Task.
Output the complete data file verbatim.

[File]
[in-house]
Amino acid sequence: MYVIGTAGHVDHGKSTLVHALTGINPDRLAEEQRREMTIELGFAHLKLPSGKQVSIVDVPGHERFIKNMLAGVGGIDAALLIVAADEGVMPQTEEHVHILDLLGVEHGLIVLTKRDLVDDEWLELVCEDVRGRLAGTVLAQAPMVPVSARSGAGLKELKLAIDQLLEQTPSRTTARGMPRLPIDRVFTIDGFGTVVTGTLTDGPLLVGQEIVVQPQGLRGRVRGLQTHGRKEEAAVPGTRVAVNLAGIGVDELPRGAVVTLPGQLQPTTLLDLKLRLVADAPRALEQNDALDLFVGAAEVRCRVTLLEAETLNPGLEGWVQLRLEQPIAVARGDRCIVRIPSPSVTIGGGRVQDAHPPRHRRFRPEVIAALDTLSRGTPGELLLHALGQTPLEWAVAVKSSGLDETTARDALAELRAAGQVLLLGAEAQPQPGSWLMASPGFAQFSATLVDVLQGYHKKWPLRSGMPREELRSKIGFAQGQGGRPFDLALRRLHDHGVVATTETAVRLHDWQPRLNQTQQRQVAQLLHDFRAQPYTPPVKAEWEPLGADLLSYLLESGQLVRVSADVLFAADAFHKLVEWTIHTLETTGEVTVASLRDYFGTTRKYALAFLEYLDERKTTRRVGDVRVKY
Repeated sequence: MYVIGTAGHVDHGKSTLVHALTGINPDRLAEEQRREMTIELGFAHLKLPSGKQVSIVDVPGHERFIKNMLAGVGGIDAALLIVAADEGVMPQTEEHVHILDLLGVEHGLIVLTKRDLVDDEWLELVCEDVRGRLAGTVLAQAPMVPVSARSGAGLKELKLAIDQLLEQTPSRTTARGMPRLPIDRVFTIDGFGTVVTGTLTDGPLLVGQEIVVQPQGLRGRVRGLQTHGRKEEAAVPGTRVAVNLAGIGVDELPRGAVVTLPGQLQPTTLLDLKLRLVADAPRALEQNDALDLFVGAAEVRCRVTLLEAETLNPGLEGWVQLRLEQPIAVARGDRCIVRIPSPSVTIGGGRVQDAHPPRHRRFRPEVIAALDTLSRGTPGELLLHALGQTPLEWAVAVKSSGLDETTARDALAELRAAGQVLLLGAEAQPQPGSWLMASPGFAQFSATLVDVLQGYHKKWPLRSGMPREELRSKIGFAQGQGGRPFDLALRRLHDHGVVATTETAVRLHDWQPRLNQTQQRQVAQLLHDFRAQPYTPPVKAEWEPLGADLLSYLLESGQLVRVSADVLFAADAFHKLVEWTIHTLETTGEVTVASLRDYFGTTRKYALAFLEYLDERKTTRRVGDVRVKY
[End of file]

[in-house]
Amino acid sequence: MYVIGTAGHVDHGKSTLVHALTGINPDRLAEEQRREMTIELGFAHLKLPSGKQVSIVDVPGHERFIKNMLAGVGGIDAALLIVAADEGVMPQTEEHVHILDLLGVEHGLIVLTKRDLVDDEWLELVCEDVRGRLAGTVLAQAPMVPVSARSGAGLKELKLAIDQLLEQTPSRTTARGMPRLPIDRVFTIDGFGTVVTGTLTDGPLLVGQEIVVQPQGLRGRVRGLQTHGRKEEAAVPGTRVAVNLAGIGVDELPRGAVVTLPGQLQPTTLLDLKLRLVADAPRALEQNDALDLFVGAAEVRCRVTLLEAETLNPGLEGWVQLRLEQPIAVARGDRCIVRIPSPSVTIGGGRVQDAHPPRHRRFRPEVIAALDTLSRGTPGELLLHALGQTPLEWAVAVKSSGLDETTARDALAELRAAGQVLLLGAEAQPQPGSWLMASPGFAQFSATLVDVLQGYHKKWPLRSGMPREELRSKIGFAQGQGGRPFDLALRRLHDHGVVATTETAVRLHDWQPRLNQTQQRQVAQLLHDFRAQPYTPPVKAEWEPLGADLLSYLLESGQLVRVSADVLFAADAFHKLVEWTIHTLETTGEVTVASLRDYFGTTRKYALAFLEYLDERKTTRRVGDVRVKY
Repeated sequence: MYVIGTAGHVDHGKSTLVHALTGINPDRLAEEQRREMTIELGFAHLKLPSGKQVSIVDVPGHERFIKNMLAGVGGIDAALLIVAADEGVMPQTEEHVHILDLLGVEHGLIVLTKRDLVDDEWLELVCEDVRGRLAGTVLAQAPMVPVSARSGAGLKELKLAIDQLLEQTPSRTTARGMPRLPIDRVFTIDGFGTVVTGTLTDGPLLVGQEIVVQPQGLRGRVRGLQTHGRKEEAAVPGTRVAVNLAGIGVDELPRGAVVTLPGQLQPTTLLDLKLRLVADAPRALEQNDALDLFVGAAEVRCRVTLLEAETLNPGLEGWVQLRLEQPIAVARGDRCIVRIPSPSVTIGGGRVQDAHPPRHRRFRPEVIAALDTLSRGTPGELLLHALGQTPLEWAVAVKSSGLDETTARDALAELRAAGQVLLLGAEAQPQPGSWLMASPGFAQFSATLVDVLQGYHKKWPLRSGMPREELRSKIGFAQGQGGRPFDLALRRLHDHGVVATTETAVRLHDWQPRLNQTQQRQVAQLLHDFRAQPYTPPVKAEWEPLGADLLSYLLESGQLVRVSADVLFAADAFHKLVEWTIHTLETTGEVTVASLRDYFGTTRKYALAFLEYLDERKTTRRVGDVRVKY